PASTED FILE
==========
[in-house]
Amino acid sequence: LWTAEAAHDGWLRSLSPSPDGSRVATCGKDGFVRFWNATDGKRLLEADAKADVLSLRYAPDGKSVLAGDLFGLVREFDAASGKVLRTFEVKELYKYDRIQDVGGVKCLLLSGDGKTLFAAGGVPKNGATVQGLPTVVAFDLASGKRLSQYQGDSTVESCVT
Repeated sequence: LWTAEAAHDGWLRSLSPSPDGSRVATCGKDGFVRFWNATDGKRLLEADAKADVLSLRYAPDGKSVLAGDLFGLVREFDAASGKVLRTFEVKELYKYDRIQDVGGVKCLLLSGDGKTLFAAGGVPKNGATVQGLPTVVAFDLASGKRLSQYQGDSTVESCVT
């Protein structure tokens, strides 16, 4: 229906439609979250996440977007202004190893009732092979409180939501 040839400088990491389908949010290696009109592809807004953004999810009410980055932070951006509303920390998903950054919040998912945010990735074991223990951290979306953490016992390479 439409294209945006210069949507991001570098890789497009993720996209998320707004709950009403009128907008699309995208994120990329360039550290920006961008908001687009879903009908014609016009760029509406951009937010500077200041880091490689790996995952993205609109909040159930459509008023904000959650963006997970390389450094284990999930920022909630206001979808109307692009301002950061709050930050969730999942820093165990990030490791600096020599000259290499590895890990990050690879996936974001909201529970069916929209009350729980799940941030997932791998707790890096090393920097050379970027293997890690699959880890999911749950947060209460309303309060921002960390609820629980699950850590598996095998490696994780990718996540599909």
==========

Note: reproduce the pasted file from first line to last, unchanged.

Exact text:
[in-house]
Amino acid sequence: LWTAEAAHDGWLRSLSPSPDGSRVATCGKDGFVRFWNATDGKRLLEADAKADVLSLRYAPDGKSVLAGDLFGLVREFDAASGKVLRTFEVKELYKYDRIQDVGGVKCLLLSGDGKTLFAAGGVPKNGATVQGLPTVVAFDLASGKRLSQYQGDSTVESCVT
Repeated sequence: LWTAEAAHDGWLRSLSPSPDGSRVATCGKDGFVRFWNATDGKRLLEADAKADVLSLRYAPDGKSVLAGDLFGLVREFDAASGKVLRTFEVKELYKYDRIQDVGGVKCLLLSGDGKTLFAAGGVPKNGATVQGLPTVVAFDLASGKRLSQYQGDSTVESCVT
């Protein structure tokens, strides 16, 4: 229906439609979250996440977007202004190893009732092979409180939501 040839400088990491389908949010290696009109592809807004953004999810009410980055932070951006509303920390998903950054919040998912945010990735074991223990951290979306953490016992390479 439409294209945006210069949507991001570098890789497009993720996209998320707004709950009403009128907008699309995208994120990329360039550290920006961008908001687009879903009908014609016009760029509406951009937010500077200041880091490689790996995952993205609109909040159930459509008023904000959650963006997970390389450094284990999930920022909630206001979808109307692009301002950061709050930050969730999942820093165990990030490791600096020599000259290499590895890990990050690879996936974001909201529970069916929209009350729980799940941030997932791998707790890096090393920097050379970027293997890690699959880890999911749950947060209460309303309060921002960390609820629980699950850590598996095998490696994780990718996540599909």